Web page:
Ten Questions Frequently Asked About Personal Injury Cases
Law Offices of
Pacifico M. DeCapua, Jr.
Telephone (508) 473-7240
FAX (508) 478-7981
1. How will my case be resolved?
A personal injury case may be resolved through settlement negotiations with the other parties, alternative dispute resolution services or eventually a trial with potential appeals.
If you have insurance coverage and liability is reasonably clear, the plaintiff might be better able to settle his or her case with your insurer. If there are issues that remain unresolved after settlement negotiations are undertaken, you might agree to an alternative dispute resolution program in an effort to more quickly and inexpensively resolve these issues. If these two avenues do not provide a resolution, then the matter will go to trial and perhaps appeal.
2. How long will it take to be resolved?
You can be assured (especially if new to the litigation process) that despite my best efforts, the matter will probably take longer than expected. Be reassured that your case will be handled as expeditiously as possible. It does not benefit me to have your case gather dust in my office. On the other hand, it may be wise to complete my informal discovery before sending off a demand or filing suit and to have you reach an "end result" with your medical treatment. Boston Mun. Ct. standing Order 1-88 controls the time standards for district court and provides that civil cases should be disposed of within 24 months of filing. By the end of the twelfth full month after filing, all discovery must be completed, and all discovery motions and motions pursuant to Mass.R.Civ.P. 12, 15, 19, 20 and 56 must he heard. Unless a plaintiff files a Request for Trial Marking within the tenth, eleventh or twelfth full month after filing, the case shall be dismissed without prejudice.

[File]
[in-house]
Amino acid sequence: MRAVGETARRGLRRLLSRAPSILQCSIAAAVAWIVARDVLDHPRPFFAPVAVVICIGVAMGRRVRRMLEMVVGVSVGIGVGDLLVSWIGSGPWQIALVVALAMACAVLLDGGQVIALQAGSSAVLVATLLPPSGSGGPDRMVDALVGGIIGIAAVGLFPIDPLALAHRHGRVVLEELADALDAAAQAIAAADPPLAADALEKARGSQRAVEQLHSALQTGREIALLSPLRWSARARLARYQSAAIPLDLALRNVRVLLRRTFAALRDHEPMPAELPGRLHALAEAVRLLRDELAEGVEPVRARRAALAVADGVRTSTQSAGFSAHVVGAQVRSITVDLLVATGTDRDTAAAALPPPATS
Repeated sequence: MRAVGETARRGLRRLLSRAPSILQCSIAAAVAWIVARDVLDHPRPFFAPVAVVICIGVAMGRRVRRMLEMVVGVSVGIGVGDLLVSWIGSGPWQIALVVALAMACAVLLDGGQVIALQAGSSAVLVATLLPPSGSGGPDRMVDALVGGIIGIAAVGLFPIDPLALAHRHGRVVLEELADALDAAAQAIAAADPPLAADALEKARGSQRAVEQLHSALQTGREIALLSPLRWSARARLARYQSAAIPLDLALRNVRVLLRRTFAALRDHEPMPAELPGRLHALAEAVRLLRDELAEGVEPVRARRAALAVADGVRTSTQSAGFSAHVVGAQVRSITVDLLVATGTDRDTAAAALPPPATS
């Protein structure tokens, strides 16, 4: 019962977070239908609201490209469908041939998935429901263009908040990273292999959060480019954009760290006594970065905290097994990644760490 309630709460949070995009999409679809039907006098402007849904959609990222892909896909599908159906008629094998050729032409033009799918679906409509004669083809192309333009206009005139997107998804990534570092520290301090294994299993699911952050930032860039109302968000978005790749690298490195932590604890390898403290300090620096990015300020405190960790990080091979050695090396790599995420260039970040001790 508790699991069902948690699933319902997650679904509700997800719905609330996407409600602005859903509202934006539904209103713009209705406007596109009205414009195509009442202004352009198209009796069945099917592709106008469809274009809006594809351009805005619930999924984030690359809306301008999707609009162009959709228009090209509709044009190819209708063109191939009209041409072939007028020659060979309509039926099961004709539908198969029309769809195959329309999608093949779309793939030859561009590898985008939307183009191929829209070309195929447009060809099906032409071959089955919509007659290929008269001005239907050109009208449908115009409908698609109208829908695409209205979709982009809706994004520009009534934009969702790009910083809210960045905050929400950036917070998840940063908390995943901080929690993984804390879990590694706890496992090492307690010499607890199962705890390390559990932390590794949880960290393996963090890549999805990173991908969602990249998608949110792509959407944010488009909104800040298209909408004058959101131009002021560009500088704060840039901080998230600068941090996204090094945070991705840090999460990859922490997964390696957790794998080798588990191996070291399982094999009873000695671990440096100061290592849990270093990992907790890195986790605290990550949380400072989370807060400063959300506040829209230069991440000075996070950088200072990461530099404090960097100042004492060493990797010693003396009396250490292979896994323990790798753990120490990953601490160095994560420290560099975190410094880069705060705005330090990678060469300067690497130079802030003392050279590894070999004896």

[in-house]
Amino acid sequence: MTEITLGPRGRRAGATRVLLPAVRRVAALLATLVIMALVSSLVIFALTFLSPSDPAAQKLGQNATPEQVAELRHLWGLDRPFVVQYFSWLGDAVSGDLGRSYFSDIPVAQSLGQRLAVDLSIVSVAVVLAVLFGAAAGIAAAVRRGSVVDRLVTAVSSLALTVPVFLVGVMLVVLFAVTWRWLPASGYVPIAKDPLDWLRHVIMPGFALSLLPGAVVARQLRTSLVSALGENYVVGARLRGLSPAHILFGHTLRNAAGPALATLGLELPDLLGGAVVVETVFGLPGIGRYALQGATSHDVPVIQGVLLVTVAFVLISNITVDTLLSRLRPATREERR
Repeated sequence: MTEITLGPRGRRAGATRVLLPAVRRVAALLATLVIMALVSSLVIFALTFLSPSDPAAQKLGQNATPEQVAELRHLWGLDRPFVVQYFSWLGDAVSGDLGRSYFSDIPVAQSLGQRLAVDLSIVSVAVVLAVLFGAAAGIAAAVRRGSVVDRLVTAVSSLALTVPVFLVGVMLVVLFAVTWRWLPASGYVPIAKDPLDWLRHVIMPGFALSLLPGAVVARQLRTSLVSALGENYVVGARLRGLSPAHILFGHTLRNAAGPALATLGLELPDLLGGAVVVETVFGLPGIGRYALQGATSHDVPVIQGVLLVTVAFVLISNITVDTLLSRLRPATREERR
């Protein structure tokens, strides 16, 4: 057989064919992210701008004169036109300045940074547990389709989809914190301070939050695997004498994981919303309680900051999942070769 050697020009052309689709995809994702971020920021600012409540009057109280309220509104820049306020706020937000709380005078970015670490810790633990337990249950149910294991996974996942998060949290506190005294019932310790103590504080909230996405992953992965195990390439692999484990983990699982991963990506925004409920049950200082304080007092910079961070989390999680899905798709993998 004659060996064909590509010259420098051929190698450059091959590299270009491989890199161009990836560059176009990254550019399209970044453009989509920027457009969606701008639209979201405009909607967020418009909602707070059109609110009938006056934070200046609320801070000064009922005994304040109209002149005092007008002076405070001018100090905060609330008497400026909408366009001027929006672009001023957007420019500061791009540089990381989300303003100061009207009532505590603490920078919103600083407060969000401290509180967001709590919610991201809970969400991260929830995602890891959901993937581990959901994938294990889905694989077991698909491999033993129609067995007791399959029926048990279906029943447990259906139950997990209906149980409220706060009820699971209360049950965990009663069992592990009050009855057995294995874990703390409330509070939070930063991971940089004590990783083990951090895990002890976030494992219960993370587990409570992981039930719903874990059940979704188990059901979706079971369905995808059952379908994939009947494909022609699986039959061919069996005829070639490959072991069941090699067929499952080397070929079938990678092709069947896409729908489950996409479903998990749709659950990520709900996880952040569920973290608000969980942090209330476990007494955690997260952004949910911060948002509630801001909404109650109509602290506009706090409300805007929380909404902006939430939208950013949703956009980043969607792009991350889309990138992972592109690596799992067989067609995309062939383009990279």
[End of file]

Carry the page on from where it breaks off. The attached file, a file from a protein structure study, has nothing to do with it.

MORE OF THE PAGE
3. How much will it cost?
A plaintiff usually enters into a contingent fee agreement with the attorney. According to the usual terms of a contingent fee agreement, you will compensate me one-third of the funds received as a result of the settlement or trial. In addition,
regardless of the outcome, you would be liable for the attorney's reasonable expenses and disbursements (e.g., filing fees and expert witness fees). While a number of innovative fee arrangements are seemingly becoming popular (e.g., preset fees for certain tasks), attorneys representing defendants in a personal injury suit still usually provide their services on an hourly basis.
4. What will I need to do?
Both plaintiff and defendant must take an active and cooperative role in the suit.
As plaintiff, you should be prepared to provide all (and more) of the information necessary to prove your case. This may include supplying medical bills, notes and reports; providing wage and salary information; undergoing an independent medical examination; and testifying at deposition and trial, among other obligations. Keep a diary so that you can keep track of how your injuries have affected your life-but be warned that it may one day wind up in the defendant's hands. You may also have to provide some other information that you consider personal-if it is deemed relevant to prove or disprove a material fact at issue in the case.
As defendant, you must be forthcoming with all the information necessary to defend the case and to respond to the legitimate requests of the plaintiff. You may have to participate in a thorough investigation of the circumstances surrounding the accident-including sifting through voluminous files, interviewing witnesses, contacting past and present employees and making yourself available for deposition and trial. Withholding damaging evidence will hurt your chances far more than disclosing it to me.